I'd rather watch a DVD at 47" 16:9 and "Great Chefs" at 36ish" 4:3 than "Great Chefs" at 36" 4:3 and a DVD at 32" 16:9.
    Since you already intend on going HD, by all means get a 16:9 set. Accept the loss on the broadcast stuff, but revel in the glory of big screen anamorphic dvds and HD 16:9 broadcasts. The non-HD broadcast stuff will usually look pretty bad, anyway, because the signal isn't too clean to begin with.
     
  8. Dylan Savage

    Dylan Savage Stunt Coordinator

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    Mike and Anthony, have either of you experienced burn-in running the grey bars on your 16:9 set for 4:3 programming? I know about calibrating the set and bringing it out of "torch" mode which it probably will be in from the factory.. assuming I do that, what risk am I running with the grey bars? Should I just run "Full" or "Just" mode on the panasonic?
    Thanks [​IMG]
     
  9. Mike I

    Mike I Supporting Actor

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    most of the time for news shows and such I use one of the stretch modes..For some serious 4.3 viewing, I don't use the stretch mode and do not have any burn in problems at all...BUt between DVD and HD about 80 % of my viewing is widescreen..
     
  10. Anthony_J

    Anthony_J Stunt Coordinator

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    The "Just" mode on the Panny is pretty good for most shows and isn't really too evident. On the plus side, you can change the picture format with a press of the remote.

    As long as you calibrate the set properly and fill the screen whenever possible, burn-in shouldn't be a huge issue. Fill the screen in most cases and only use the 4:3 mode for DVD's of TV shows, or "serious" TV watching. I don't know if you have to follow Mike's 80/20 split, but it probably wouldn't hurt to keep an eye on your usage.

    Take care of the set and it'll take care of you. Remember that most RPTVs you see with burn-in are in bars or other places where they have to crank the settings up to make the set viewable and keep them that way for 16 hours a day. Yes, it's a danger, but it's not something that'll happen overnight.

    If 16:9 RPTV's were so sensitive that 4:3 could harm it in an instant, I don't think a lot of manufacturers would have put the feature on their sets. Black bars on a 4:3 RPTV are actually worse, and I don't see a lot of people stressing over the number of DVDs that they watch.

    I'd be interested to see how long it would take of normal 4:3 viewing (4-5 hours a day) to burn the grey bars in. Anybody interested in trying it out and getting back to us?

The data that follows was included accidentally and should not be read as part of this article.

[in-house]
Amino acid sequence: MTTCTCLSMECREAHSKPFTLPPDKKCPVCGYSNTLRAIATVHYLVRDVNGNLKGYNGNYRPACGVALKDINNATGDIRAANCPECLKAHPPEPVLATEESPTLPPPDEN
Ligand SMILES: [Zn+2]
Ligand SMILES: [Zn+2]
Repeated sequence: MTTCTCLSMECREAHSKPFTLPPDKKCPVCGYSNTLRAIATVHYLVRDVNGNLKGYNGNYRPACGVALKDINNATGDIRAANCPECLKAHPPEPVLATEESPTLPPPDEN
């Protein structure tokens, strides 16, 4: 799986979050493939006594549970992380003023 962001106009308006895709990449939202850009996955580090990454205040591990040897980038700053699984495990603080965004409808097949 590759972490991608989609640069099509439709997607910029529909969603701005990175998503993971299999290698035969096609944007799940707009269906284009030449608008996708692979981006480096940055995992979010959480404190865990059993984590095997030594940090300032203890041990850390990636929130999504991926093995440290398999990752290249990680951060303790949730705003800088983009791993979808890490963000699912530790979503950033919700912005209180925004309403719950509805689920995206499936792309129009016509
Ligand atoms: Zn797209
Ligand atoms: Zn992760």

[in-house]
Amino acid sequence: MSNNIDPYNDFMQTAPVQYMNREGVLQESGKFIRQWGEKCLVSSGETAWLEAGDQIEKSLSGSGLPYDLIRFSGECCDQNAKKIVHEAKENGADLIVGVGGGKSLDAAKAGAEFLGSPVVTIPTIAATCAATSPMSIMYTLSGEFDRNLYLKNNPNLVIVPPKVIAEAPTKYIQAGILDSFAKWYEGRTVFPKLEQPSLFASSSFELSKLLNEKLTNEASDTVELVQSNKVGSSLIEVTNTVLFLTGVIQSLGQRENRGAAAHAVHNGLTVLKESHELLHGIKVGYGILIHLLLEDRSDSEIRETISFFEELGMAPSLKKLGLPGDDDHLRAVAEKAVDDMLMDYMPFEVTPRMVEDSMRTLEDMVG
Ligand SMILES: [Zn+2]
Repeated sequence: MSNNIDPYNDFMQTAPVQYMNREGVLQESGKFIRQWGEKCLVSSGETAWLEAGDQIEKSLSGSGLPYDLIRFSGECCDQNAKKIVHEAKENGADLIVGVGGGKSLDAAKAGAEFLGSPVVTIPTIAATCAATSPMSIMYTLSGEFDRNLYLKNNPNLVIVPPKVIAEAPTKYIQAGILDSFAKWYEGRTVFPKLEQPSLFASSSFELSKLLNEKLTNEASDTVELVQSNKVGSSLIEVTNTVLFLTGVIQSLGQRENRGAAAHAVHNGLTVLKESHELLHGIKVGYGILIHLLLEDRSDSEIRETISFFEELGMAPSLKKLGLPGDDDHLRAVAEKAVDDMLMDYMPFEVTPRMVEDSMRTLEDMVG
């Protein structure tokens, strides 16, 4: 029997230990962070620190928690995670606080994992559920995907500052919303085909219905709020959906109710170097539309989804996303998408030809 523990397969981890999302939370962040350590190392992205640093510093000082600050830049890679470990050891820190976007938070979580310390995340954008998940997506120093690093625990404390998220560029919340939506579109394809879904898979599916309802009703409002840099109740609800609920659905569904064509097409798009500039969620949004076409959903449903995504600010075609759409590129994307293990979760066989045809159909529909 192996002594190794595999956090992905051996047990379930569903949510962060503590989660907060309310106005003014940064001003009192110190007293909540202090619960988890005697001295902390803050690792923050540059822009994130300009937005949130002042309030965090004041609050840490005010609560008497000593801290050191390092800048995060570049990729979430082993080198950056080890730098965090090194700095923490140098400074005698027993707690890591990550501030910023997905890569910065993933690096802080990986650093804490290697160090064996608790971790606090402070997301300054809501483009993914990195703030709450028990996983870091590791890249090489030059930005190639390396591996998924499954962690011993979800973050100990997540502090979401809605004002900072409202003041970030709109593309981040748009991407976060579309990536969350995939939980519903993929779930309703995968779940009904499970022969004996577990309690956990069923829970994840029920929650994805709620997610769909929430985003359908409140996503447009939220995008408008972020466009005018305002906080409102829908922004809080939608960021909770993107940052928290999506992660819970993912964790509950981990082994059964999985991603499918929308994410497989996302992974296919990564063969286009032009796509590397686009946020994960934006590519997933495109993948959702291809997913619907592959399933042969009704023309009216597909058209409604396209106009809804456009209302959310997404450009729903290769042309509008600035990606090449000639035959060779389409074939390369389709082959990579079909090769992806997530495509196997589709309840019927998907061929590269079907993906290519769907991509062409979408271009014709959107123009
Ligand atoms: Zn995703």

11. PhilS

    PhilS Stunt Coordinator

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    I have a Pioneer Elite 16:9 TV. I never watch anything any more in normal mode. Everything is "natural wide," which is Pioneer's way of stretching the picture more at the sides than in the middle so it looks like it is supposed to by 16:9. After about a week, I couldn't even tell it was stretched, and now when I look at a 4:3 picture, it looks too square to me. In short, I prefer the 16:9 mode for all sources now because the picture is bigger than if I watched it with the bars on the side. And DVD's are great. I think my experience mirrors those of most people who have a 16:9 TV that does even a halfway decent job at stretching 4:3.
     
  12. Dylan Savage

    Dylan Savage Stunt Coordinator

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    It seems there's a split on the issue, with it basically coming down to "what are your priorities". If your priority is on DVD watching and HD - what I mean is, this is where you want your TV looking it's best - then get a 16:9 TV, since both of these will look better on a 16:9 TV. If your priority is normal cable/sat viewing, then get 4:3, since this type of signal will look better on a 4:3.
    Why oh why can't the TV stations just broadcast both? [​IMG]
     
  13. AjayM

    AjayM Screenwriter

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    I think it's going to come down to what you watch the most of. If you are watching 80% 4:3 TV material and only 20% 16:9 (or there abouts) I'd go with the 4:3 set. As another poster mentioned, almost all of the 4:3 sets now do the squeeze easily so you don't loose out on that end. And a 4:3 TV is usually cheaper than a 16:9 TV, sometimes by quite a bit of cash (probably enough to buy the STB).

    I'm facing the same dilema, I'm probably about 60/40 or 70/30 between 4:3 viewing and widescreen viewing, there is some HDTV down here, but I rarely watch network TV as it is so that's not going to help out, and I'm pretty much going to go the cheap route now and wait another 2-3 yrs for HDTV to become more standard before devoting big money to the equipment.